History-making team in shock after world relays silver

DONORE Harriers’ Aoife Lynch, Dundrum South Dublin AC’s Kate Doherty and Raheny Shamrock’s Sophie Becker – along with St Colman’s Sarah Quinn – defied the odds to land Ireland’s first ever podium finish at the IAAF World Relays in Poland.

They produced an ultra-smooth performance when it mattered to cross the line in second place in the 4x200m relay a new national record time of 1:35.93 just behind the host nation.

For Doherty, it added to a memorable weekend in which she also helped the 4x100m team to 10th overall, good enough for a place at 2022 World Championships in Oregon.

A couple of days on, she admitted she is still only getting her head around the achievement in what was her first senior international championship.

“It is crazy to medal at senior level and to qualify for a World Championship,” she told the Dublin Gazette. 

“The whole by 4×100 team was a team of hurdlers. They are all my competitors individually but we worked together as a team and gelled really well. Our handovers were clean, got the baton around and did all we could given the time [we had together].”

Indeed, in different times, both Doherty and Lynch might not have been in situ for the event but for the serendipity associated with the Covid world which meant much chopping and changing to the line-ups.

For Lynch, she was initially named as a non-travelling reserve but then got the call to join up with the panel.

She anticipated it to be a watching brief but with the mixed 4x400m relay team reaching their final, it meant she was soon thrust into the starter’s blocks.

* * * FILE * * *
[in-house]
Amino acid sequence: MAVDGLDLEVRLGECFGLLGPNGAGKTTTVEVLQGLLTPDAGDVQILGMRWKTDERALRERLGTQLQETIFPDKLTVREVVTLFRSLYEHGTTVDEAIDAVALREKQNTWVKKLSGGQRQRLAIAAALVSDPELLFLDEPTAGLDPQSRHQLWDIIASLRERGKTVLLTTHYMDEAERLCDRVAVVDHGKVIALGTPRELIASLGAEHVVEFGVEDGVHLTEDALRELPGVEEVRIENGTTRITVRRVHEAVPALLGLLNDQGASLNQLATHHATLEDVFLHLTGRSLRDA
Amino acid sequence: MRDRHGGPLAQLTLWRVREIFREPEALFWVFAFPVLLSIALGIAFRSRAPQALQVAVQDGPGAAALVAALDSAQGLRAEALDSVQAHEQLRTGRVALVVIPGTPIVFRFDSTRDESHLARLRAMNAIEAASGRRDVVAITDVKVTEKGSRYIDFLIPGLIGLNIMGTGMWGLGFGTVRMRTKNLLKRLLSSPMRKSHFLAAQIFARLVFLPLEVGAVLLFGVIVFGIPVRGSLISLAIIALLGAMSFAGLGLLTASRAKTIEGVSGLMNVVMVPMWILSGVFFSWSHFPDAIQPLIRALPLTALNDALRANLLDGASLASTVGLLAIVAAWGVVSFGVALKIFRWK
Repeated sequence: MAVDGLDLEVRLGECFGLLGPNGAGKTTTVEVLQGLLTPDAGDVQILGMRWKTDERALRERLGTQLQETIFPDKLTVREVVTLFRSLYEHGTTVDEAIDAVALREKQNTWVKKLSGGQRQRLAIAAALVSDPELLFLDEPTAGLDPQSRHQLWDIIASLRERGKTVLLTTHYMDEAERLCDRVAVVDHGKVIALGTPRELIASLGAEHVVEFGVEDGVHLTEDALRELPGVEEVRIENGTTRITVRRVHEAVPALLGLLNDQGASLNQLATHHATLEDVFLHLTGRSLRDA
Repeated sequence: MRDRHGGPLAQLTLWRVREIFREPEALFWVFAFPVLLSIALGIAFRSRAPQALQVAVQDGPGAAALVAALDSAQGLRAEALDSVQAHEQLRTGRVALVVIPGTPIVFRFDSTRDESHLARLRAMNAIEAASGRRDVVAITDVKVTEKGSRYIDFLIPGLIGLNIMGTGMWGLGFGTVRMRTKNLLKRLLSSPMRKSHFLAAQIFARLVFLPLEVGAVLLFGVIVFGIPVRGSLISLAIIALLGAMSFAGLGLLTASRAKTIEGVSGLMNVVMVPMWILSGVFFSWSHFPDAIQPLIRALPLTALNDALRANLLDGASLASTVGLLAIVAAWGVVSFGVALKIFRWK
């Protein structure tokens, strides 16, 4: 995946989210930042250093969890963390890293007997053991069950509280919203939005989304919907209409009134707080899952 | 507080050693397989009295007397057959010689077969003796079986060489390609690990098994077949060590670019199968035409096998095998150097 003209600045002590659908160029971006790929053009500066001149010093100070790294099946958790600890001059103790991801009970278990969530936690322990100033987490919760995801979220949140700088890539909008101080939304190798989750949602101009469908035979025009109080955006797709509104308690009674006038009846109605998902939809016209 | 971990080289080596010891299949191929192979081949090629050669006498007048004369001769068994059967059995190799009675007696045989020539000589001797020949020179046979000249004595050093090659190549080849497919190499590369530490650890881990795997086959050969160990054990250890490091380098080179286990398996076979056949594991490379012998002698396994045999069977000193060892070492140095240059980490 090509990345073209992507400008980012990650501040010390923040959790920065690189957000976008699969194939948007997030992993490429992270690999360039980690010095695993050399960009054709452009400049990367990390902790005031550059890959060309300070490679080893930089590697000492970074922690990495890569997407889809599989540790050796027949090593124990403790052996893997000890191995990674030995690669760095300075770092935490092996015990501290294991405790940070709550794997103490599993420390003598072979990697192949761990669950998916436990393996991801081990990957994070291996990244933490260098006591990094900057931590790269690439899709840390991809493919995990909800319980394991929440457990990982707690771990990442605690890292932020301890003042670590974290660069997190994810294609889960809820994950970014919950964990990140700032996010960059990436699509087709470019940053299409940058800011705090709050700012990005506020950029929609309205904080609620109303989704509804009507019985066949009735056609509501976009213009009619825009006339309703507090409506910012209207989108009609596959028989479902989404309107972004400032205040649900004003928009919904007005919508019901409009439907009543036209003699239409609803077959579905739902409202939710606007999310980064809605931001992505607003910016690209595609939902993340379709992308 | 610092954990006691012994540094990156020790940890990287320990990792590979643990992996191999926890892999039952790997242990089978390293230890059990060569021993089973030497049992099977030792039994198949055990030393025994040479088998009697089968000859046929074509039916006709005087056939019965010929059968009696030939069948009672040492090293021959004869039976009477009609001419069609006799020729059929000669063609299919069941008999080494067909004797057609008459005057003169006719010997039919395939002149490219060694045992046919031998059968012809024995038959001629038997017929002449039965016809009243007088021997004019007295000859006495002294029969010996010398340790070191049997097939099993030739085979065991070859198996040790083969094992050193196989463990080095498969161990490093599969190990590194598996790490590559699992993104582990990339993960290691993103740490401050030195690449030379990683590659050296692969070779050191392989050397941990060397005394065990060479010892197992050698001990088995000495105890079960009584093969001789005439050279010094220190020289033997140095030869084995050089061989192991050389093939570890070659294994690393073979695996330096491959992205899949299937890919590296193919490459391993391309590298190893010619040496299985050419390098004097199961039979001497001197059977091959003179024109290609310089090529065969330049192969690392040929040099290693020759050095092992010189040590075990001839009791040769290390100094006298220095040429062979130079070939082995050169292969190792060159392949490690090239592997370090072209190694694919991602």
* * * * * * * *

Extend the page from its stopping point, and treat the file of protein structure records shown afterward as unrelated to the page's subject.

“I was fine and happy to be a sub,” she told the Gazette. “Then I was called to actually travel with the team, really happy to be there to support the team, practice the handovers and the drills. 

“By the end of the week, as the 4×200 got closer, it looked clear we needed someone to step up. That event was kind of designed to allow some of the reserves to run and a chance to get on the track. 

“I was so happy to just get that opportunity to run but had no idea it would come to this result which was such an added bonus. I was just thrilled to get to a senior championship, you would never say no to that kind of call-up!”

And it was an extra special occasion as it gave the Castleknock woman the perfect chance to pay tribute to her former coach John Geoghegan who passed away last November. She sported a black ribbon in his memory.

“I was thinking of him the whole day of the race. I just couldn’t get him off my mind. I am good friends with his daughter as well and she said ‘just imagine him looking on in complete awe’. 

“He used to tell me he was going to watch me on the telly in a joking way and now here we are, giving him something to be proud of. It was a little gesture for him and I would like to continue it throughout the season.”

Doherty, meanwhile, added this was a triumph for self-belief in the face of adversity.

“It was complicated to get the whole squad there but we got a team there, got a medal and got a World Championship place.

“The 4x200m team was called the morning of the race. We had an idea because of how things fell into place. 

“It is normally picked from the 4x100m and the mixed 4x400m teams.”

As they were in their final, Sharlene Mawdsley and Phil Healy were not available because of their race being half an hour before ours. 

“We went into it not knowing what we would get out of it. We just wanted to get the baton around and run our best. We managed to come out second which is amazing with a national record too! It is still exciting; it hasn’t really sunk in yet.”

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